I guarantee a marvelous  read, a good mystery puzzle and a burning desire to read more about Walt Longmire. If he has a fan club, I want to join up.
Craig Johnson is a master storyteller, and in my book (pun intended), nothing beats a good story.



indexMy reading hours this month were severely disrupted by frequent trips to the vet, with my ailing companion, Chocolat. Added to this was my own seasonal headcold with its attendant miseries, exacerbated by skirmishes with the plumbing contractor. Overall not a good month.
The other factor has been my determined assault on Yuval Noah Harari’s marvelous tome Sapiens. The sub-title is A Brief History of Humankind. I’ve been tackling 30 pages daily – or trying to – so its a slow process, but one which I am enjoying. I find I need head space to reflect on what I’ve read, and have tried not to get too distracted by other reading.
The Mieville novella was an experimental read, deliberately out of my comfort zone. Did I enjoy it? Sort of : once I’d got my head around what was happening. Luckily the print was big and the novella short. Had it been longer I probably wouldn’t have finished it. By contrast, the Baxter/Pratchett Fantasy novel was a terrific read, not too much mind bending involved. Mieville tied my brain up into several knots.

Perhaps my October Roundup will encourage you to try a book or genre out of your comfort zone?
Ratings: 5* – Outstanding! 4*+ – Good to very good; 3* – average; 2* – run-of-the-mill;
1* – dismal; zero * – no comment. DNF – did not finish

4* The Long Cosmos – Stephen Baxter & Terry Pratchett. Fantasy. Finale of the Long Earth series, and a jolly good read!
4*Public Library & other Stories – Ali Smith . Original, wildly inventive & a wordsmith of note. Also illustrates the enormous value of Public Libraries.
4* Call the Midwife – Jennifer Worth . Midwife’s memoir of life in London’s East End, 1950s. Reviewed on this blog.
2*The Last Days of New Paris – China Mieville . Crazy surrealist fantasy novella.

?* Chernobyl Strawberries – Vesna Goldsworthy. Yugoslav memoir. Reviewed on this blog.




Seduced by the title, I bought the book at a Charity Booksale, only to discover that it was a memoir by a Serbian writer about her early life in Communist Yugoslavia,  followed by her married  life in Britain. .I’m fascinated by accounts of post-Chernobyl, hence my impulse buying  the book on sight. That’ll teach me!

Having finished the book, I find myself  dithering about the content of my review, and how to rate the book.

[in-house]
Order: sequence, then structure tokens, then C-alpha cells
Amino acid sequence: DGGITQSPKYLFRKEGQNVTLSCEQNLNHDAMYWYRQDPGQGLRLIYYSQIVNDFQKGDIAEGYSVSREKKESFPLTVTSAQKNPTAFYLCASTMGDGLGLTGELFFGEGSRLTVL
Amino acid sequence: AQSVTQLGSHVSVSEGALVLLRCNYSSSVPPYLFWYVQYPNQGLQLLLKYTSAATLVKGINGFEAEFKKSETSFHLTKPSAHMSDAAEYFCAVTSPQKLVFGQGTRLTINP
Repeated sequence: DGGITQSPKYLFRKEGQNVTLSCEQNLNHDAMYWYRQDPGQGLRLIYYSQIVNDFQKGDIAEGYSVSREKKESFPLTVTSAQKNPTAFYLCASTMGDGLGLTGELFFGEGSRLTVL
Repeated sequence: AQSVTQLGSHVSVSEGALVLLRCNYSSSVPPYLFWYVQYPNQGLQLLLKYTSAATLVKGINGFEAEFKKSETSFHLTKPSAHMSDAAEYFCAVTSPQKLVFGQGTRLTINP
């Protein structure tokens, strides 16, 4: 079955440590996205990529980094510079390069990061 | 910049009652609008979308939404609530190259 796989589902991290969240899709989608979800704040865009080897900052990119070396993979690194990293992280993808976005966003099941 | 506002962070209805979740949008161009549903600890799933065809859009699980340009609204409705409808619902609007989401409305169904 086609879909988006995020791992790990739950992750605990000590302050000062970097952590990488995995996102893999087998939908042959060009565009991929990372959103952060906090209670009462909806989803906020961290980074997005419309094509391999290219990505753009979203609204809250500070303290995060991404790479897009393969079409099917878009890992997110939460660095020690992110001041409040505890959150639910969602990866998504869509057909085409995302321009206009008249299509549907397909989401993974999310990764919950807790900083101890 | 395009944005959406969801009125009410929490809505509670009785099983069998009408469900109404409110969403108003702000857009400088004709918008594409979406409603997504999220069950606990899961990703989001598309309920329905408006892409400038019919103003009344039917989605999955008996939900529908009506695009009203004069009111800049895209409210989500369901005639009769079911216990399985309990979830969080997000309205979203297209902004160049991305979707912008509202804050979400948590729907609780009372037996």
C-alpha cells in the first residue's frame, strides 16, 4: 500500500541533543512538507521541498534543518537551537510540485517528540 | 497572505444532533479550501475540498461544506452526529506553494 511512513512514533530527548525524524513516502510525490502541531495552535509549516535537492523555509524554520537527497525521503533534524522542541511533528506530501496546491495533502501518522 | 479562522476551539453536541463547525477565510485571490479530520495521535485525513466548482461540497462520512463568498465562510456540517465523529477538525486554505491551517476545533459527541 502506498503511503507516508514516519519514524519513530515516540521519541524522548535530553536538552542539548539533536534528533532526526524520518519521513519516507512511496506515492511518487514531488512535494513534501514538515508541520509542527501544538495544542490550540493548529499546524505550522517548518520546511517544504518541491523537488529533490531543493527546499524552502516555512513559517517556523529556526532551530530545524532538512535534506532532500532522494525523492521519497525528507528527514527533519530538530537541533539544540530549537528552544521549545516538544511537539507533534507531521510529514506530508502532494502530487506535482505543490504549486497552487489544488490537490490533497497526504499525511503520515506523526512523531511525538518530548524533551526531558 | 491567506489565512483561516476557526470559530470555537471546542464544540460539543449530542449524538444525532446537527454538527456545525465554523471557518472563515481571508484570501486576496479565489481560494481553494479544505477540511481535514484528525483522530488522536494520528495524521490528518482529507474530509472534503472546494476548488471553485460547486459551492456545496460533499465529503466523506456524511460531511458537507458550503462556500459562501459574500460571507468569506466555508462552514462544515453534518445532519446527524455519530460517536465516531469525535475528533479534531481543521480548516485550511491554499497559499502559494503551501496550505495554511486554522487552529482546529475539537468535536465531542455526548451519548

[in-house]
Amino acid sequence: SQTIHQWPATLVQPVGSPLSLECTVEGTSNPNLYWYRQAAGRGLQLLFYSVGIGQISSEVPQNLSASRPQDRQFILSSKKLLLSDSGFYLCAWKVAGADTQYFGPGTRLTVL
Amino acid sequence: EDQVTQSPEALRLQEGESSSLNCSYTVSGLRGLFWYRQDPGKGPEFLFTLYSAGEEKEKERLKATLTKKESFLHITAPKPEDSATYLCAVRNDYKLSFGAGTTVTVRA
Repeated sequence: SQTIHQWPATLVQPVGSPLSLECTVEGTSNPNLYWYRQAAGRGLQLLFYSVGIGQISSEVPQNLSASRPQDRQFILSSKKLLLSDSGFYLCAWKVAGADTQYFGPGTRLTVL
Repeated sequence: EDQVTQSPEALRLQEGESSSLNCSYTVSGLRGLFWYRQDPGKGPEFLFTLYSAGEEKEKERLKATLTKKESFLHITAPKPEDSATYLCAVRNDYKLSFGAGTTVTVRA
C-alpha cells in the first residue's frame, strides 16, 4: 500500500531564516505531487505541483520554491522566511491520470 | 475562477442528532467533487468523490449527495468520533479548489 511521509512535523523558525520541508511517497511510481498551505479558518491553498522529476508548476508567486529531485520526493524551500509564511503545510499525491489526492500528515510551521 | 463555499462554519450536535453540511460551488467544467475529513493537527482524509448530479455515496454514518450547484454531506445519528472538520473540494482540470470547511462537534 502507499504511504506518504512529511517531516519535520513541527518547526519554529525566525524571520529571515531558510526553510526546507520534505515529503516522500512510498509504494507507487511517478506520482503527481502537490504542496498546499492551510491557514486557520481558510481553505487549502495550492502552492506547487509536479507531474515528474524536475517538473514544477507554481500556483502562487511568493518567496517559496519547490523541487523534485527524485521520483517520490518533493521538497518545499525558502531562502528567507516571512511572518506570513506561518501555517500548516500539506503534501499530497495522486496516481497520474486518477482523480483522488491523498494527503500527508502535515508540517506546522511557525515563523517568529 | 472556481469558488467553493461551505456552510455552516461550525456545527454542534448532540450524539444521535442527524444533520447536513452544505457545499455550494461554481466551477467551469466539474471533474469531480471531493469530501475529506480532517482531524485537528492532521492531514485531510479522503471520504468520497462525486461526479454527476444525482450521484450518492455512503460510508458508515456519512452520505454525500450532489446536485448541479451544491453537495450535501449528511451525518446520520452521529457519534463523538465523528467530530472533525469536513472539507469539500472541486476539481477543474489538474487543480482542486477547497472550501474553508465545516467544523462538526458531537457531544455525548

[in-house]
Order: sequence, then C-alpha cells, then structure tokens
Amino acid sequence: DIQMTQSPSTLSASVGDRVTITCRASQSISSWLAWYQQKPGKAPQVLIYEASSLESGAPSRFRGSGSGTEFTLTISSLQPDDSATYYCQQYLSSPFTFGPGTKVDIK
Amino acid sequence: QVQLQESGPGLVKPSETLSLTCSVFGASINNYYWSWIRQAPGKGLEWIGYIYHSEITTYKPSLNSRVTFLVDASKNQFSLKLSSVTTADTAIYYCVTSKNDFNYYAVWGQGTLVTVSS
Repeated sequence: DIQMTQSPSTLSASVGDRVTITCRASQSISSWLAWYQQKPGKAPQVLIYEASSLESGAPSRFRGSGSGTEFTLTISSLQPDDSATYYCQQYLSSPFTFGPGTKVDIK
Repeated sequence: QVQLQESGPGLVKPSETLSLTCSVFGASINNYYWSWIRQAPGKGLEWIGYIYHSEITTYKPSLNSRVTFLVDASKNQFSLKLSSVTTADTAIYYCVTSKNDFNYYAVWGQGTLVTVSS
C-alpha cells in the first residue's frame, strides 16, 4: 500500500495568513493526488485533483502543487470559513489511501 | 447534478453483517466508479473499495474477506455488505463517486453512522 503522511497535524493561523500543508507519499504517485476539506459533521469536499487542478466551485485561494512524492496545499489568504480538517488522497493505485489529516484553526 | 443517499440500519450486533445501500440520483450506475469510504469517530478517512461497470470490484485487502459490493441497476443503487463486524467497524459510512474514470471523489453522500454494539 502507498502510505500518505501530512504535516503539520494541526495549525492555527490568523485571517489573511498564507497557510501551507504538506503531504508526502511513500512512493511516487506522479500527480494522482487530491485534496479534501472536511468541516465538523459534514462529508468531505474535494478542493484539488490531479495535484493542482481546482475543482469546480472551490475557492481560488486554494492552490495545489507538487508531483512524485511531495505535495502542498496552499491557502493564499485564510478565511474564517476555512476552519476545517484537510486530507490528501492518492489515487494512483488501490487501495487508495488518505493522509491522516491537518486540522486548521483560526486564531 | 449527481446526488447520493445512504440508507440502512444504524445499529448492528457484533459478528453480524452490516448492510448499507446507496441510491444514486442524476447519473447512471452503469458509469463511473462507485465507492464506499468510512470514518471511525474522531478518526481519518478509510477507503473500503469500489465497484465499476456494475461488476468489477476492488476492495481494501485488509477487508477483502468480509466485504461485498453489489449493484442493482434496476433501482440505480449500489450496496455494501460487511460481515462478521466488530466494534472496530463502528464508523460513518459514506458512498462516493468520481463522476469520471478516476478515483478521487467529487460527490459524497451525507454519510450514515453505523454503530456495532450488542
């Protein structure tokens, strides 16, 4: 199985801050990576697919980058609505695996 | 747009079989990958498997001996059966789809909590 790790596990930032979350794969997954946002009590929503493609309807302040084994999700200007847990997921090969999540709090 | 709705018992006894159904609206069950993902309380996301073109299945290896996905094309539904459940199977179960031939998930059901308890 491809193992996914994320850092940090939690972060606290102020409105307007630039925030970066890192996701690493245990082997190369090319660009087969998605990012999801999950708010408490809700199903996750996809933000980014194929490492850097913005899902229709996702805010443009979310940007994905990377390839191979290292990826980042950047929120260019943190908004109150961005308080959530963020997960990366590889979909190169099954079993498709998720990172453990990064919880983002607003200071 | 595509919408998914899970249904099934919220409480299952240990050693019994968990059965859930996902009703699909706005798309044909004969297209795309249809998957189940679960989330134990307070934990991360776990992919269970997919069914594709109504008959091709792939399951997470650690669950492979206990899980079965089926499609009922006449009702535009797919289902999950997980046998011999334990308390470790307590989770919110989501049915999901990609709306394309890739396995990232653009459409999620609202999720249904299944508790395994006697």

Initially I was not enjoying the story. I found the early chapters about her Serb/Slav ancestors confusing, especially in terms of geography – many of the countries she writes about have been renamed due to politics, treaties, annexures and so on.  I almost abandoned it, but persevered.

The chapters about her childhood, adolescence and student years in former Yugoslavia were interesting. It was a period and history  of a  country I knew very little about.  She enjoyed a privileged life in the dying years of Josip Broz  Tito’s regime. To her relatives’ horror she emigrated to Britain and married her British boyfriend.

She worked for the BBC Overseas Radio Service, due to her  Serbian language skills, but later moved on to teach literature at tertiary level.  But life had a nasty surprise in store, and she had to deal with cancer in her early 40s. Which, after considerable struggles, she survived.

Periodically she related anecdotes about her  grandmother, a passionate, old-school dragon who told the most  bloodthirsty violent folk tales and held rigid chauvinistic  views on absolutely everything. I’m glad the old girl wasn’t part of my tribe, but I enjoyed reading about her.

Vesna Goldsworthy tackles the topic of identity, with justification.  Do emigrants/immigrants ever really belong? In either both or neither of their ex/present countries?  It’s a subject which continues to perplex me, this late in my life, about my own journey.

Her narrative skipped about all over the place, a chunk here, a chunk there . I prefer a more linear account, I must say. Despite this, I finished the book.

What I did  like about the book was the stunning cover, her portrait photographed against a snowy winter background. I also liked the stylish endpapers. As a physical object, the book is great!

I’m still uncertain  how to rate it.  I suggest you read it for yourself.